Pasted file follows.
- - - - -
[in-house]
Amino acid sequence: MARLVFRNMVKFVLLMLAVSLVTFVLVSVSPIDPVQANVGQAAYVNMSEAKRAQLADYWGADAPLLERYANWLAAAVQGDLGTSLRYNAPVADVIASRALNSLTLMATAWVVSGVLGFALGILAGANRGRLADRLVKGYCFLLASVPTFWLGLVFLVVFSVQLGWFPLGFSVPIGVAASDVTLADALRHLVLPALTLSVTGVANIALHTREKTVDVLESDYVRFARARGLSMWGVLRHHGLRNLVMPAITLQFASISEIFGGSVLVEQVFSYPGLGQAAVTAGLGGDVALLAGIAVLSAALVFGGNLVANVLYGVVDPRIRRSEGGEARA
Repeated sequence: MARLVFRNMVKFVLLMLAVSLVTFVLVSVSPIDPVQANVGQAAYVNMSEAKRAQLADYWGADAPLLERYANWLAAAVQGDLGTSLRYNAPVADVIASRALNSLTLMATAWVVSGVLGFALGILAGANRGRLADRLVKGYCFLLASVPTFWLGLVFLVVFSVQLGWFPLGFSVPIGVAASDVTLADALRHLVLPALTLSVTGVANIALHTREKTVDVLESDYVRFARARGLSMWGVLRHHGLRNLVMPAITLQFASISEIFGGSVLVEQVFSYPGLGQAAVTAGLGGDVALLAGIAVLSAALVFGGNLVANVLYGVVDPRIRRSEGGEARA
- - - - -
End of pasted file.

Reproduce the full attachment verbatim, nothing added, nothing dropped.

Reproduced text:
[in-house]
Amino acid sequence: MARLVFRNMVKFVLLMLAVSLVTFVLVSVSPIDPVQANVGQAAYVNMSEAKRAQLADYWGADAPLLERYANWLAAAVQGDLGTSLRYNAPVADVIASRALNSLTLMATAWVVSGVLGFALGILAGANRGRLADRLVKGYCFLLASVPTFWLGLVFLVVFSVQLGWFPLGFSVPIGVAASDVTLADALRHLVLPALTLSVTGVANIALHTREKTVDVLESDYVRFARARGLSMWGVLRHHGLRNLVMPAITLQFASISEIFGGSVLVEQVFSYPGLGQAAVTAGLGGDVALLAGIAVLSAALVFGGNLVANVLYGVVDPRIRRSEGGEARA
Repeated sequence: MARLVFRNMVKFVLLMLAVSLVTFVLVSVSPIDPVQANVGQAAYVNMSEAKRAQLADYWGADAPLLERYANWLAAAVQGDLGTSLRYNAPVADVIASRALNSLTLMATAWVVSGVLGFALGILAGANRGRLADRLVKGYCFLLASVPTFWLGLVFLVVFSVQLGWFPLGFSVPIGVAASDVTLADALRHLVLPALTLSVTGVANIALHTREKTVDVLESDYVRFARARGLSMWGVLRHHGLRNLVMPAITLQFASISEIFGGSVLVEQVFSYPGLGQAAVTAGLGGDVALLAGIAVLSAALVFGGNLVANVLYGVVDPRIRRSEGGEARA